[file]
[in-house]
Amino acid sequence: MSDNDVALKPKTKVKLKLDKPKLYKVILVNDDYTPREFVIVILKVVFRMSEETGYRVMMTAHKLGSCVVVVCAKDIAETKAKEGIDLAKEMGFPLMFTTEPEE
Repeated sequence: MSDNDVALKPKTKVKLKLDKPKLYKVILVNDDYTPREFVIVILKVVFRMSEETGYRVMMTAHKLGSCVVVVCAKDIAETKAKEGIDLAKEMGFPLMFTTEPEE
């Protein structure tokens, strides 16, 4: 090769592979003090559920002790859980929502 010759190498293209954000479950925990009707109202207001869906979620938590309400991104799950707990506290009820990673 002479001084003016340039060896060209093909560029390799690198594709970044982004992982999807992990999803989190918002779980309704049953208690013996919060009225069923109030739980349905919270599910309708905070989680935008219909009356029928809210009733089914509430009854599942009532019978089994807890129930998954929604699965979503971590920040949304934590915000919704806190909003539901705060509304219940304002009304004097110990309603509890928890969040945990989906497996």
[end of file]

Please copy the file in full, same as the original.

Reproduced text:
[in-house]
Amino acid sequence: MSDNDVALKPKTKVKLKLDKPKLYKVILVNDDYTPREFVIVILKVVFRMSEETGYRVMMTAHKLGSCVVVVCAKDIAETKAKEGIDLAKEMGFPLMFTTEPEE
Repeated sequence: MSDNDVALKPKTKVKLKLDKPKLYKVILVNDDYTPREFVIVILKVVFRMSEETGYRVMMTAHKLGSCVVVVCAKDIAETKAKEGIDLAKEMGFPLMFTTEPEE
């Protein structure tokens, strides 16, 4: 090769592979003090559920002790859980929502 010759190498293209954000479950925990009707109202207001869906979620938590309400991104799950707990506290009820990673 002479001084003016340039060896060209093909560029390799690198594709970044982004992982999807992990999803989190918002779980309704049953208690013996919060009225069923109030739980349905919270599910309708905070989680935008219909009356029928809210009733089914509430009854599942009532019978089994807890129930998954929604699965979503971590920040949304934590915000919704806190909003539901705060509304219940304002009304004097110990309603509890928890969040945990989906497996």